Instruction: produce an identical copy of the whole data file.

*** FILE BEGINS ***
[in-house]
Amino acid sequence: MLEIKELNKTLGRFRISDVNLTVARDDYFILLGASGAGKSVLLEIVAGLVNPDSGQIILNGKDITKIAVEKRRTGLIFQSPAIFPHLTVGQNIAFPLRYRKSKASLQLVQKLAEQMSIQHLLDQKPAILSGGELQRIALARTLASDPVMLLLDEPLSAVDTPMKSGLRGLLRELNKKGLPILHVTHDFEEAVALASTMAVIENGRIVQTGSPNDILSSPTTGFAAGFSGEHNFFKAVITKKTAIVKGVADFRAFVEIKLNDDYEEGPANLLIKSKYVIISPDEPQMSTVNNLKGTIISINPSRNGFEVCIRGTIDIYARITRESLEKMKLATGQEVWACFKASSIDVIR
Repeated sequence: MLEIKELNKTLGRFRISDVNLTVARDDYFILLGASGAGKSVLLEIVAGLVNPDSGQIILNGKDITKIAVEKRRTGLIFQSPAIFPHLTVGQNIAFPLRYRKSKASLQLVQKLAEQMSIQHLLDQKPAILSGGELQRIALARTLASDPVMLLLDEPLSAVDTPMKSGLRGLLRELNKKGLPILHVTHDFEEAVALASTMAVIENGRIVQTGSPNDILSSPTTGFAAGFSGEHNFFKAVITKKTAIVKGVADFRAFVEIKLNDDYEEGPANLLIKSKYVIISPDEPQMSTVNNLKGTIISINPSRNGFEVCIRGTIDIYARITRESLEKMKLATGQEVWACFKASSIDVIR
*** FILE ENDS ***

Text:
[in-house]
Amino acid sequence: MLEIKELNKTLGRFRISDVNLTVARDDYFILLGASGAGKSVLLEIVAGLVNPDSGQIILNGKDITKIAVEKRRTGLIFQSPAIFPHLTVGQNIAFPLRYRKSKASLQLVQKLAEQMSIQHLLDQKPAILSGGELQRIALARTLASDPVMLLLDEPLSAVDTPMKSGLRGLLRELNKKGLPILHVTHDFEEAVALASTMAVIENGRIVQTGSPNDILSSPTTGFAAGFSGEHNFFKAVITKKTAIVKGVADFRAFVEIKLNDDYEEGPANLLIKSKYVIISPDEPQMSTVNNLKGTIISINPSRNGFEVCIRGTIDIYARITRESLEKMKLATGQEVWACFKASSIDVIR
Repeated sequence: MLEIKELNKTLGRFRISDVNLTVARDDYFILLGASGAGKSVLLEIVAGLVNPDSGQIILNGKDITKIAVEKRRTGLIFQSPAIFPHLTVGQNIAFPLRYRKSKASLQLVQKLAEQMSIQHLLDQKPAILSGGELQRIALARTLASDPVMLLLDEPLSAVDTPMKSGLRGLLRELNKKGLPILHVTHDFEEAVALASTMAVIENGRIVQTGSPNDILSSPTTGFAAGFSGEHNFFKAVITKKTAIVKGVADFRAFVEIKLNDDYEEGPANLLIKSKYVIISPDEPQMSTVNNLKGTIISINPSRNGFEVCIRGTIDIYARITRESLEKMKLATGQEVWACFKASSIDVIR